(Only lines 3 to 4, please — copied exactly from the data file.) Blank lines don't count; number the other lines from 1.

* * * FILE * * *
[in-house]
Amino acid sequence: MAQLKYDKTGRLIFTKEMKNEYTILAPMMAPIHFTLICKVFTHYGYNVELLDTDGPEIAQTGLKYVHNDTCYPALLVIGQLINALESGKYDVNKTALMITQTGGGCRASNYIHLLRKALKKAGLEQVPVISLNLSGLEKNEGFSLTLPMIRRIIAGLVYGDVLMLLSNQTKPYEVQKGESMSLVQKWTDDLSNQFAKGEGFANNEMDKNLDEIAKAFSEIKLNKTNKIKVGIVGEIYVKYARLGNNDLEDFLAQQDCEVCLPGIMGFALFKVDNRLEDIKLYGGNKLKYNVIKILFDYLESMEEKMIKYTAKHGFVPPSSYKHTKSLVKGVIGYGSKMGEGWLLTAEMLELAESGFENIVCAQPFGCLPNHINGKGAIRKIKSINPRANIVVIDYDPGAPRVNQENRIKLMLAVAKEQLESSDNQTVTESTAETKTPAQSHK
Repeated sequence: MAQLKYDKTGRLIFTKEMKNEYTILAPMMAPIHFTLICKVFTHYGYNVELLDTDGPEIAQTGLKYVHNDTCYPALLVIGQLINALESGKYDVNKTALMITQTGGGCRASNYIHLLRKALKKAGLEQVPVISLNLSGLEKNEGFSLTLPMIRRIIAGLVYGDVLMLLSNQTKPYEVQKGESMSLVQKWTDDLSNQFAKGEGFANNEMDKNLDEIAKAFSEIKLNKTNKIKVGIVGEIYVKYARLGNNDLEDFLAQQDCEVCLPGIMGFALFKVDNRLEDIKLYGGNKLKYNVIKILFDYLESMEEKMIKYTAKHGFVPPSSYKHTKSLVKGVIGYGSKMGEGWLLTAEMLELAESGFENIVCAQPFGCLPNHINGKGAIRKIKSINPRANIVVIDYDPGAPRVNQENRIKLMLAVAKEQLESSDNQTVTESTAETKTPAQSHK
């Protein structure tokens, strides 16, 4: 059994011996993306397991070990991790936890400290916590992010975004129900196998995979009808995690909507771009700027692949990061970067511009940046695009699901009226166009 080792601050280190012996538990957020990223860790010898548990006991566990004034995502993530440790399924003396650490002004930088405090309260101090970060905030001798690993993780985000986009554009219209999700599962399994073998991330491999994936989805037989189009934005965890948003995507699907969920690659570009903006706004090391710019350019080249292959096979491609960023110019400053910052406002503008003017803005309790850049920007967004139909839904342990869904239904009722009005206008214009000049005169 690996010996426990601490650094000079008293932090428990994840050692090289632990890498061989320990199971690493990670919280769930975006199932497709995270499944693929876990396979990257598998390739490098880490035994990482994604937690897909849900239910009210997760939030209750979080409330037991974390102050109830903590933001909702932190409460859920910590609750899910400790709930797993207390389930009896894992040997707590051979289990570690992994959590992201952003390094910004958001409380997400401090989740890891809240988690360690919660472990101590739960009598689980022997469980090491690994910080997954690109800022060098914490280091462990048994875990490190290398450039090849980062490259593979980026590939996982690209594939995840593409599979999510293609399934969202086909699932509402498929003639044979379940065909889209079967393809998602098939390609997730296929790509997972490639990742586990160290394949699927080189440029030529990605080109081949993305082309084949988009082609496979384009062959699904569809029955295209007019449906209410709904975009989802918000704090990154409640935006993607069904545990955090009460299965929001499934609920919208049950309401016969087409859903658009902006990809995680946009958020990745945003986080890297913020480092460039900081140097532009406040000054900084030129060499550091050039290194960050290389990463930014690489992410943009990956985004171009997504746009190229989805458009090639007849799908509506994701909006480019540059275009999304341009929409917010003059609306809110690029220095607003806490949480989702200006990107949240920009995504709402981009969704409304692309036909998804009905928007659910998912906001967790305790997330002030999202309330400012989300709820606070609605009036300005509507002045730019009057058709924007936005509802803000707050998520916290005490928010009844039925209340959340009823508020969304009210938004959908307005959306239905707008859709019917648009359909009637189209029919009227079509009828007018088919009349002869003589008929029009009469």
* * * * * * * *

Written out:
Repeated sequence: MAQLKYDKTGRLIFTKEMKNEYTILAPMMAPIHFTLICKVFTHYGYNVELLDTDGPEIAQTGLKYVHNDTCYPALLVIGQLINALESGKYDVNKTALMITQTGGGCRASNYIHLLRKALKKAGLEQVPVISLNLSGLEKNEGFSLTLPMIRRIIAGLVYGDVLMLLSNQTKPYEVQKGESMSLVQKWTDDLSNQFAKGEGFANNEMDKNLDEIAKAFSEIKLNKTNKIKVGIVGEIYVKYARLGNNDLEDFLAQQDCEVCLPGIMGFALFKVDNRLEDIKLYGGNKLKYNVIKILFDYLESMEEKMIKYTAKHGFVPPSSYKHTKSLVKGVIGYGSKMGEGWLLTAEMLELAESGFENIVCAQPFGCLPNHINGKGAIRKIKSINPRANIVVIDYDPGAPRVNQENRIKLMLAVAKEQLESSDNQTVTESTAETKTPAQSHK
């Protein structure tokens, strides 16, 4: 059994011996993306397991070990991790936890400290916590992010975004129900196998995979009808995690909507771009700027692949990061970067511009940046695009699901009226166009 080792601050280190012996538990957020990223860790010898548990006991566990004034995502993530440790399924003396650490002004930088405090309260101090970060905030001798690993993780985000986009554009219209999700599962399994073998991330491999994936989805037989189009934005965890948003995507699907969920690659570009903006706004090391710019350019080249292959096979491609960023110019400053910052406002503008003017803005309790850049920007967004139909839904342990869904239904009722009005206008214009000049005169 690996010996426990601490650094000079008293932090428990994840050692090289632990890498061989320990199971690493990670919280769930975006199932497709995270499944693929876990396979990257598998390739490098880490035994990482994604937690897909849900239910009210997760939030209750979080409330037991974390102050109830903590933001909702932190409460859920910590609750899910400790709930797993207390389930009896894992040997707590051979289990570690992994959590992201952003390094910004958001409380997400401090989740890891809240988690360690919660472990101590739960009598689980022997469980090491690994910080997954690109800022060098914490280091462990048994875990490190290398450039090849980062490259593979980026590939996982690209594939995840593409599979999510293609399934969202086909699932509402498929003639044979379940065909889209079967393809998602098939390609997730296929790509997972490639990742586990160290394949699927080189440029030529990605080109081949993305082309084949988009082609496979384009062959699904569809029955295209007019449906209410709904975009989802918000704090990154409640935006993607069904545990955090009460299965929001499934609920919208049950309401016969087409859903658009902006990809995680946009958020990745945003986080890297913020480092460039900081140097532009406040000054900084030129060499550091050039290194960050290389990463930014690489992410943009990956985004171009997504746009190229989805458009090639007849799908509506994701909006480019540059275009999304341009929409917010003059609306809110690029220095607003806490949480989702200006990107949240920009995504709402981009969704409304692309036909998804009905928007659910998912906001967790305790997330002030999202309330400012989300709820606070609605009036300005509507002045730019009057058709924007936005509802803000707050998520916290005490928010009844039925209340959340009823508020969304009210938004959908307005959306239905707008859709019917648009359909009637189209029919009227079509009828007018088919009349002869003589008929029009009469």